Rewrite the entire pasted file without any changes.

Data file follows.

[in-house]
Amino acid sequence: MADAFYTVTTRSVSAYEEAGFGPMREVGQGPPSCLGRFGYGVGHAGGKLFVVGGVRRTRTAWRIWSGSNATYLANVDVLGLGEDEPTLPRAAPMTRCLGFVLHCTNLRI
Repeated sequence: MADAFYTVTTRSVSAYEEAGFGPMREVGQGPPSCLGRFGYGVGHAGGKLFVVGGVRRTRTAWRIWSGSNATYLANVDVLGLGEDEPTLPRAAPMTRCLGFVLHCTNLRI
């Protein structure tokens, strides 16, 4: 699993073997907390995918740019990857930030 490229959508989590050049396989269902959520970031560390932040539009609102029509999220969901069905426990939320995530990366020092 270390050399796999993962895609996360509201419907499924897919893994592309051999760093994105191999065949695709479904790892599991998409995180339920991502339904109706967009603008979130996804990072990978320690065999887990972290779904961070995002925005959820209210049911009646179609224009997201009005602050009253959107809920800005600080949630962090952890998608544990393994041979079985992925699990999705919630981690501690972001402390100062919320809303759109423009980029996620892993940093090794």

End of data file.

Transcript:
[in-house]
Amino acid sequence: MADAFYTVTTRSVSAYEEAGFGPMREVGQGPPSCLGRFGYGVGHAGGKLFVVGGVRRTRTAWRIWSGSNATYLANVDVLGLGEDEPTLPRAAPMTRCLGFVLHCTNLRI
Repeated sequence: MADAFYTVTTRSVSAYEEAGFGPMREVGQGPPSCLGRFGYGVGHAGGKLFVVGGVRRTRTAWRIWSGSNATYLANVDVLGLGEDEPTLPRAAPMTRCLGFVLHCTNLRI
């Protein structure tokens, strides 16, 4: 699993073997907390995918740019990857930030 490229959508989590050049396989269902959520970031560390932040539009609102029509999220969901069905426990939320995530990366020092 270390050399796999993962895609996360509201419907499924897919893994592309051999760093994105191999065949695709479904790892599991998409995180339920991502339904109706967009603008979130996804990072990978320690065999887990972290779904961070995002925005959820209210049911009646179609224009997201009005602050009253959107809920800005600080949630962090952890998608544990393994041979079985992925699990999705919630981690501690972001402390100062919320809303759109423009980029996620892993940093090794």